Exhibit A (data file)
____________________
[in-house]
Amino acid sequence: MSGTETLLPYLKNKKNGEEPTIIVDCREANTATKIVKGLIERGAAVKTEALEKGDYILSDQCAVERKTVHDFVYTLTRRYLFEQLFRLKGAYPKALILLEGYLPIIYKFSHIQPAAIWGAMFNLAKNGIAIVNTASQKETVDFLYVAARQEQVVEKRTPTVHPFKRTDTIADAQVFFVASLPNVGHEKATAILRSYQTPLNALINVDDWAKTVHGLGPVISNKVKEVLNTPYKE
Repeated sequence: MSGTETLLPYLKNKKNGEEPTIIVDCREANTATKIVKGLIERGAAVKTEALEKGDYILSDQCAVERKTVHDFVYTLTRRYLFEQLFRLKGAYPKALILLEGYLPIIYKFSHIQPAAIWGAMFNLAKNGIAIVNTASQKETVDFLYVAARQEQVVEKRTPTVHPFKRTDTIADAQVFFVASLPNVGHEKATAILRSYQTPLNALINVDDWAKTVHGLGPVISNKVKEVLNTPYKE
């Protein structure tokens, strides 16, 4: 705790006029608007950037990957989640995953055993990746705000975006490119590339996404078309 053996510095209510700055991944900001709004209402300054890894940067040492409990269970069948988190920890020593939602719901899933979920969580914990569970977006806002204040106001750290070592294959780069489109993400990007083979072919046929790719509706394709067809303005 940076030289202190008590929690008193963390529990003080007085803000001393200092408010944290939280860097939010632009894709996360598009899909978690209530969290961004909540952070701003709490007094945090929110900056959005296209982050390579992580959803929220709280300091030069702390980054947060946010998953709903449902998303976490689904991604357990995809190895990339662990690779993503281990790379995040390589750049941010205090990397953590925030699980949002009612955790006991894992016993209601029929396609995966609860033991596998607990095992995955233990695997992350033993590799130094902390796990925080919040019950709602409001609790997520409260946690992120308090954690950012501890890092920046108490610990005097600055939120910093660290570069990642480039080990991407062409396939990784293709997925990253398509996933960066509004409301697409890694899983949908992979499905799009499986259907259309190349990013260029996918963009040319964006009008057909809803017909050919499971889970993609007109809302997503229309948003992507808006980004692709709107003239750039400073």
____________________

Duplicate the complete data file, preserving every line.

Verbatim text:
[in-house]
Amino acid sequence: MSGTETLLPYLKNKKNGEEPTIIVDCREANTATKIVKGLIERGAAVKTEALEKGDYILSDQCAVERKTVHDFVYTLTRRYLFEQLFRLKGAYPKALILLEGYLPIIYKFSHIQPAAIWGAMFNLAKNGIAIVNTASQKETVDFLYVAARQEQVVEKRTPTVHPFKRTDTIADAQVFFVASLPNVGHEKATAILRSYQTPLNALINVDDWAKTVHGLGPVISNKVKEVLNTPYKE
Repeated sequence: MSGTETLLPYLKNKKNGEEPTIIVDCREANTATKIVKGLIERGAAVKTEALEKGDYILSDQCAVERKTVHDFVYTLTRRYLFEQLFRLKGAYPKALILLEGYLPIIYKFSHIQPAAIWGAMFNLAKNGIAIVNTASQKETVDFLYVAARQEQVVEKRTPTVHPFKRTDTIADAQVFFVASLPNVGHEKATAILRSYQTPLNALINVDDWAKTVHGLGPVISNKVKEVLNTPYKE
């Protein structure tokens, strides 16, 4: 705790006029608007950037990957989640995953055993990746705000975006490119590339996404078309 053996510095209510700055991944900001709004209402300054890894940067040492409990269970069948988190920890020593939602719901899933979920969580914990569970977006806002204040106001750290070592294959780069489109993400990007083979072919046929790719509706394709067809303005 940076030289202190008590929690008193963390529990003080007085803000001393200092408010944290939280860097939010632009894709996360598009899909978690209530969290961004909540952070701003709490007094945090929110900056959005296209982050390579992580959803929220709280300091030069702390980054947060946010998953709903449902998303976490689904991604357990995809190895990339662990690779993503281990790379995040390589750049941010205090990397953590925030699980949002009612955790006991894992016993209601029929396609995966609860033991596998607990095992995955233990695997992350033993590799130094902390796990925080919040019950709602409001609790997520409260946690992120308090954690950012501890890092920046108490610990005097600055939120910093660290570069990642480039080990991407062409396939990784293709997925990253398509996933960066509004409301697409890694899983949908992979499905799009499986259907259309190349990013260029996918963009040319964006009008057909809803017909050919499971889970993609007109809302997503229309948003992507808006980004692709709107003239750039400073």